An odd little conveyance, the narrow Toyota i-Road offers easy urban transit under electric power, but it's real party trick comes when it leans into a turn.
Toyota brought a couple of its i-Road electric vehicle prototypes to California to gauge public opinion. CNET took the opportunity for a ride.
The i-Road is a three-wheel single seater designed for quick urban transport.
The i-Road's lithium-ion electric battery gives it a range of 30 miles, ample for city distances.
The front wheels are each driven by an electric motor of 2 kilowatts. The i-Road's top speed is 37 mph.
The rear wheel turns, giving the i-Road a turning radius of about 9 feet.
There is no direct linkage between the steering wheel and rear wheel. An electric motor turns the pod holding the wheel.
The front wheels each have their own adjustable suspension.
The steering wheel is straight from the Toyota parts bin.
Doors open on either side of the cabin, making for flexibility in access and parking.
The push-button drive selector includes reverse.
With three wheels, the i-Road is self-supporting and does not need a kickstand.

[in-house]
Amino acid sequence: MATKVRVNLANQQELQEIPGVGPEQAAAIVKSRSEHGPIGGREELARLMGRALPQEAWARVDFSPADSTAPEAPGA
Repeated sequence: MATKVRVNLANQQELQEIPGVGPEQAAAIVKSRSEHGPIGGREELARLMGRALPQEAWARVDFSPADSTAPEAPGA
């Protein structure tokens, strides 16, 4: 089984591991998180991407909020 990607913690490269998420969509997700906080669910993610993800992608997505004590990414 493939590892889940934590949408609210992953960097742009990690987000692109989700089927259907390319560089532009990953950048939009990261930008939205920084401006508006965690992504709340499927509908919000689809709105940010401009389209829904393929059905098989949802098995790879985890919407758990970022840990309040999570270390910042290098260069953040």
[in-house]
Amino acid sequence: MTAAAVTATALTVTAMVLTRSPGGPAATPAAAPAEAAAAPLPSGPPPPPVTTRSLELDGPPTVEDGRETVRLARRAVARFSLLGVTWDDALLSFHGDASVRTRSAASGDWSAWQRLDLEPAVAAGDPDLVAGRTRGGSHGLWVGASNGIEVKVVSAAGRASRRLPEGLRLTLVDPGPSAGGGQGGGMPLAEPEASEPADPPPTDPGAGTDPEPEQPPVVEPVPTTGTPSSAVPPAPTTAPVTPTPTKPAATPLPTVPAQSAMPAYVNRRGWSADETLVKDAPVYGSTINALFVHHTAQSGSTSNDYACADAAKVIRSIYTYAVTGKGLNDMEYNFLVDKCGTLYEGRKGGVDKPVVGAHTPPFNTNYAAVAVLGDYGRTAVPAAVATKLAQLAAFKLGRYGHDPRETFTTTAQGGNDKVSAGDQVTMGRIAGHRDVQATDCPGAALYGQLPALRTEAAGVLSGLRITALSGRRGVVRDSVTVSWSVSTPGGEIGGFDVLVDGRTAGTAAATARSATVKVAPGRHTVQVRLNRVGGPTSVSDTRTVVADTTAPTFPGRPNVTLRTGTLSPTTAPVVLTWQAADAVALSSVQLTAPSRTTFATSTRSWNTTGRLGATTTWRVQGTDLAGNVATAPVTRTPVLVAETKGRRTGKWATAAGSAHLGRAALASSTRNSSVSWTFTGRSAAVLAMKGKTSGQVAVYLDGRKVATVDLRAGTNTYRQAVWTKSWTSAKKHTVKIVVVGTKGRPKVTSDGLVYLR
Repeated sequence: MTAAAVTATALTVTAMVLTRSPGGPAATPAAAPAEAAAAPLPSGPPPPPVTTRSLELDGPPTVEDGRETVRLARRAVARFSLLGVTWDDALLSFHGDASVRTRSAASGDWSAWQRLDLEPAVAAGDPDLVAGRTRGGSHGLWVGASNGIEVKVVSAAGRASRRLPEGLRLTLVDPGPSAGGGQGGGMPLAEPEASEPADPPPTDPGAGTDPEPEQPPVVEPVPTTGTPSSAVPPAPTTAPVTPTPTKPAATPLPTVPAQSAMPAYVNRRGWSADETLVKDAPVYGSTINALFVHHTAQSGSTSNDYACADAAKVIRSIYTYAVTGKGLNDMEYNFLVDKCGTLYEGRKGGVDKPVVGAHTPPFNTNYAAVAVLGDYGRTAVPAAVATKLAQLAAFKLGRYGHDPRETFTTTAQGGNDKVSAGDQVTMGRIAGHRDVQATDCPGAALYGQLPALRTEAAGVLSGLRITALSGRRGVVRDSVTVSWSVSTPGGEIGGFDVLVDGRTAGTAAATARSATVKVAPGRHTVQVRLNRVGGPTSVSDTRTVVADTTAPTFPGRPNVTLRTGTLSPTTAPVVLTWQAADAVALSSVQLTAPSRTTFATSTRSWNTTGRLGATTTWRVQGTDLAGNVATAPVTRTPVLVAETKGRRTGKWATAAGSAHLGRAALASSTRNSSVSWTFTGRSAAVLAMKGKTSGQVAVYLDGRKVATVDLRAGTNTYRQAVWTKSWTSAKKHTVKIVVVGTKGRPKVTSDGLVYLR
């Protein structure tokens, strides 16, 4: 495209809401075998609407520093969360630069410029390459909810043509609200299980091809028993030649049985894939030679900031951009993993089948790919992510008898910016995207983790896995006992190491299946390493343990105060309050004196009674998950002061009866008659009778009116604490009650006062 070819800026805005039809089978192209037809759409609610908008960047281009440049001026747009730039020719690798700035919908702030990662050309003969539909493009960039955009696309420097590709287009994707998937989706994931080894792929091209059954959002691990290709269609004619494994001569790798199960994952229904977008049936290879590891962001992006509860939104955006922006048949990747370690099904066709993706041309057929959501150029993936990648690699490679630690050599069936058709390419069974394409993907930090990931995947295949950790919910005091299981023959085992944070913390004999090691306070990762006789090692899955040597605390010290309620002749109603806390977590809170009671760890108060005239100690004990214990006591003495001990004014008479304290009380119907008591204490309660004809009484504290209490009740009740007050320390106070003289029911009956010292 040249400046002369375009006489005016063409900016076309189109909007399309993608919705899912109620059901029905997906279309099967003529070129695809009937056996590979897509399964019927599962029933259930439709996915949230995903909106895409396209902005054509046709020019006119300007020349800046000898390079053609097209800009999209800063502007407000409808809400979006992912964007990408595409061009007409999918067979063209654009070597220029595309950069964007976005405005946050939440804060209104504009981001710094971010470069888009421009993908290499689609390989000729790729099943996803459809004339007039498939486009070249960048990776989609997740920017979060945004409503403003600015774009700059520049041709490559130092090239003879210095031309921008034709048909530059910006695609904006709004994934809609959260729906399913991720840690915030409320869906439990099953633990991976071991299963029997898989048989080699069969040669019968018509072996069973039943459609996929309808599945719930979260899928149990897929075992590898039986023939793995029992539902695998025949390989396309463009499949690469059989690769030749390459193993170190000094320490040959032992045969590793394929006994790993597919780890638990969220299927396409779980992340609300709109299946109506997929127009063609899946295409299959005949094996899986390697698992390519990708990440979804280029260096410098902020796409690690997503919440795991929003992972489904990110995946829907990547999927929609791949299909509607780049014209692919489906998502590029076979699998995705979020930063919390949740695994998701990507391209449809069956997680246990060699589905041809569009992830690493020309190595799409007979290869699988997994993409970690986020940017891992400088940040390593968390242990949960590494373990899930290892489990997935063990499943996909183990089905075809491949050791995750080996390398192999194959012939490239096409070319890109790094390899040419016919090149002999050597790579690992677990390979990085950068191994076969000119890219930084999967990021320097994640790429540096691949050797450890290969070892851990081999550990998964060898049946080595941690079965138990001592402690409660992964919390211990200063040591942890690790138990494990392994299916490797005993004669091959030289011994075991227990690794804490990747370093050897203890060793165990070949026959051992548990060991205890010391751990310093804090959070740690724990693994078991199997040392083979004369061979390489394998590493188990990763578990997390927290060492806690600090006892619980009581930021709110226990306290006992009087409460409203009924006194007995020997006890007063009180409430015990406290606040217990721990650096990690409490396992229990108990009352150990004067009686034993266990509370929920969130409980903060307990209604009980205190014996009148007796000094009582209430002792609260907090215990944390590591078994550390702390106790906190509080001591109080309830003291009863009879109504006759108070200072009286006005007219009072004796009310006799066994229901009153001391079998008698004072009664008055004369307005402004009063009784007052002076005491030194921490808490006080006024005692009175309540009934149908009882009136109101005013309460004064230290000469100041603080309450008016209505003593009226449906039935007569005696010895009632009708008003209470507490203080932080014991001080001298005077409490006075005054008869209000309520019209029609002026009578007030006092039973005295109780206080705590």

With plastic body panels, the i-Road weighs 660 pounds.
The canopy and windshield wiper make the i-Road suitable for driving in the rain.
The i-Road's real trick is in the way it leans over in a turn.
The front wheels shift on their suspensions to allow the i-Road to lean, helping stability.
Taking a turn too fast causes the steering wheel to vibrate.
Toyota also programmed in traction control for driving on slippery surfaces.
The single headlight makes the i-Road a day and night driver.
A USB port in the cabin serves to charge up personal electronics.
Sonar sensors on the side of the i-Road measure the distance to the ground when it is leaning.
The i-Road includes a standard J1772 electric-vehicle charging port.
Charging takes about 3 hours from a 120-volt source.
With its limited speed and range, the i-Road qualifies as a neighborhood electric vehicle in the US.
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